Asian Economic Crisis and Legal Institutions: A Tale of Two Cities
University of South Australia - School of Law; Durham University - Law School
Journal of Chinese and Comparative Law, Vol. 4, No. 1-2, pp. 1-29, 1999-2000
LAW AND DEVELOPMENT IN EAST AND SOUTHEAST ASIA, C. Antons, ed., pp. 358-387, London, Routledge Curzon, 2003
The Asian and world financial crisis of the late 1990s has shown the limits of governments as the sole or even the primary contributor to policy debates regarding the development of commercial law and economic development. Non-governmental scholarly and professional groups have an important contribution to make to these debates. The Asian crisis presented opportunities for further collaborative endeavour; these possibilities were recognized by bodies such as APEC and the Asian Development Bank. This theme is explored in this paper. The Asian Financial crisis has also shown the fragility of the economic order and how easy it has been to be misled by the uncritical acceptance of prevailing myths and ideologies about such matters as Asian values, the so-called Asian century, Asian tigers and other such comforting illusions or stereotypes. Scholars and researchers interested in legal themes have an obligation to be more critical of concepts such as these and to be less timid in formulating research objectives and in devising research questions. This paper approaches these issues by looking at efforts by two well known public figures who have contributed to the understanding of some large questions affecting Asia; one may be called the Hong Kong Story ("East and West") while the other is called "The Singapore Story"; Hong Kong and Singapore are frequently seen as rivals. These “stories” have been developed in two books written respectively by former Hong Kong Governor Chris Patten and the former Singapore Prime Minister Lee Kuan Yew. Each book in different ways tells a story of law and political development, although their authors have each reached different conclusions in regard to the distinctiveness of Asian values. By way of contrast with these stories, the paper then discusses a number of less well-known “stories” found in a number of wide-ranging academic studies which have approached similar themes.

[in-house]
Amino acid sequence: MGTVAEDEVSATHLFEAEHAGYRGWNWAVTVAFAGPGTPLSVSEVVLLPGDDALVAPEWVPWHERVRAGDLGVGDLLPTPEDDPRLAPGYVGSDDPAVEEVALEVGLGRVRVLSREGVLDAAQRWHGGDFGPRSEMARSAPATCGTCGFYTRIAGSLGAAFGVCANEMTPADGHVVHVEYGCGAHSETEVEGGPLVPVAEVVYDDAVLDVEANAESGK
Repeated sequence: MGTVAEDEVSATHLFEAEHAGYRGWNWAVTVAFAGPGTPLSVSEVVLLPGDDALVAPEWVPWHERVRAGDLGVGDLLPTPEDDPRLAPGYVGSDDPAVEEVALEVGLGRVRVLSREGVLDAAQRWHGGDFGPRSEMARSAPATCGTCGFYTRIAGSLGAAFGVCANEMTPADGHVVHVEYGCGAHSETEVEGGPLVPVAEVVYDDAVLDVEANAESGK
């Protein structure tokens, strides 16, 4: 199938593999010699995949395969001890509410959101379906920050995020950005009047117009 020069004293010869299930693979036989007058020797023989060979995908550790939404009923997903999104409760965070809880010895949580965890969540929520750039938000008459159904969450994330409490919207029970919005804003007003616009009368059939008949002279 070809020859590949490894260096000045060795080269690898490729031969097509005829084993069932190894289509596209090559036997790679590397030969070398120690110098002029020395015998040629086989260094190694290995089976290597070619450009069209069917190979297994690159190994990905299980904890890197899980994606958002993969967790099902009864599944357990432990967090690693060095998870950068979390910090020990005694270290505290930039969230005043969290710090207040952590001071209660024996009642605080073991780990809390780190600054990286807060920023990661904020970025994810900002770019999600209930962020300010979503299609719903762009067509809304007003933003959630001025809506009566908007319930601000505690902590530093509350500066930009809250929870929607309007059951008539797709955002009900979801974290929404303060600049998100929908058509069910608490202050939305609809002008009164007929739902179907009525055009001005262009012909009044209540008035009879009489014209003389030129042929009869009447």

Number of Pages in PDF File: 32
Keywords: Asian Financial Crisis, Legal Institutions, Law and Development
JEL Classification: G15, F02, G28, E65, N25, O19, O21Accepted Paper Series
Date posted: September 7, 2009 ; Last revised: September 16, 2009
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